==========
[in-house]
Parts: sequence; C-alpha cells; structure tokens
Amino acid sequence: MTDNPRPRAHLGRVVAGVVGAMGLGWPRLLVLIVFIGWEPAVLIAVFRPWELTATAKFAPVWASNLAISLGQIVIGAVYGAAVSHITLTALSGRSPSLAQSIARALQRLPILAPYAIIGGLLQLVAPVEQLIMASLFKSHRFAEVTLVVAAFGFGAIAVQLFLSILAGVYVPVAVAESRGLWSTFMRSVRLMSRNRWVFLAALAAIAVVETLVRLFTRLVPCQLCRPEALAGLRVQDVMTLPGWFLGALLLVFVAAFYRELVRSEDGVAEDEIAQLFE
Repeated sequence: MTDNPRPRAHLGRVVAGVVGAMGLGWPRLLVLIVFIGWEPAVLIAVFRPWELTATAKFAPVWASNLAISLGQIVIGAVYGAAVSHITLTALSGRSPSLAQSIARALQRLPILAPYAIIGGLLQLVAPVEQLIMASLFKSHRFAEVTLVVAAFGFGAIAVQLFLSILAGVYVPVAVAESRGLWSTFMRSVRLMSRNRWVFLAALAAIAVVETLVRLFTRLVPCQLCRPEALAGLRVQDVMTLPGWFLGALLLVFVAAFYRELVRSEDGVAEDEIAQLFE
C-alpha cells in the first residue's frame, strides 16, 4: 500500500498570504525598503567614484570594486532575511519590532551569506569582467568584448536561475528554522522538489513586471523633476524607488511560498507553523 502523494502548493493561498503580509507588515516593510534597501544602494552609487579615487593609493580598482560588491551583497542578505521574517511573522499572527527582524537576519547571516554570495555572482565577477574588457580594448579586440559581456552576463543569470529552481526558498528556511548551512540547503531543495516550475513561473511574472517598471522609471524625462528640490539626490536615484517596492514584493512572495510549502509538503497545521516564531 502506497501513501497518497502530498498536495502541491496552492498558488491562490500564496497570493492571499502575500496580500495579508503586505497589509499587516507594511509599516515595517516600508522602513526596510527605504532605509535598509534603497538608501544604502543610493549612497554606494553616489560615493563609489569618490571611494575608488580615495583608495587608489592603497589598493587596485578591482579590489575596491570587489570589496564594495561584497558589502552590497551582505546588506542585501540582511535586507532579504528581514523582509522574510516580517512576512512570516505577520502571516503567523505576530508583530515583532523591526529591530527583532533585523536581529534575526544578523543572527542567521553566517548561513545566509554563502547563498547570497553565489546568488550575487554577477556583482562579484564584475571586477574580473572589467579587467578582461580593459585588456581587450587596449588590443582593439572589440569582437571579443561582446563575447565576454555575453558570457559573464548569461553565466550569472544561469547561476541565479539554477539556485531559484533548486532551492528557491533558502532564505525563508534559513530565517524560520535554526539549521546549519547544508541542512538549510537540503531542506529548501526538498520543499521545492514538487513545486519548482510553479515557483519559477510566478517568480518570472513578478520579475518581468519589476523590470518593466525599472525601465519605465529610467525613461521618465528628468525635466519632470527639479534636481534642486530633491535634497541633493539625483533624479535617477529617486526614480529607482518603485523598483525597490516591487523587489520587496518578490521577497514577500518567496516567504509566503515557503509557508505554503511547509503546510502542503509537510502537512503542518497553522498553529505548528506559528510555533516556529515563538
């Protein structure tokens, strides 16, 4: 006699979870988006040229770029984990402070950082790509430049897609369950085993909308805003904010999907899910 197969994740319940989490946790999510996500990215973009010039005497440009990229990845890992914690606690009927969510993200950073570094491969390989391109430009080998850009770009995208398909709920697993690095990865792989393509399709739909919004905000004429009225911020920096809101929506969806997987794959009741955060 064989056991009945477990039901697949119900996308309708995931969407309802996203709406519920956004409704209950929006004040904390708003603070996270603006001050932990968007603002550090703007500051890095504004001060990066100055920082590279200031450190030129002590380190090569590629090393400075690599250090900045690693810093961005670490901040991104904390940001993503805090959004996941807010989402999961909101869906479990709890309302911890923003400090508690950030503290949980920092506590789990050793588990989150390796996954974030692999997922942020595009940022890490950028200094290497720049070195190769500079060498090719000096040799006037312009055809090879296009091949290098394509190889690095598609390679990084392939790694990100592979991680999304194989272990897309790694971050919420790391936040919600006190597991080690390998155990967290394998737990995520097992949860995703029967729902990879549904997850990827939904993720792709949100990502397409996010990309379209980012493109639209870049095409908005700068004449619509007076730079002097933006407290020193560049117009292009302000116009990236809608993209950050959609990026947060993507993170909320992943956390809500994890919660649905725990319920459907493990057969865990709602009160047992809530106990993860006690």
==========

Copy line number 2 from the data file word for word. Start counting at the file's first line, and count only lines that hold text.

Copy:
Parts: sequence; C-alpha cells; structure tokens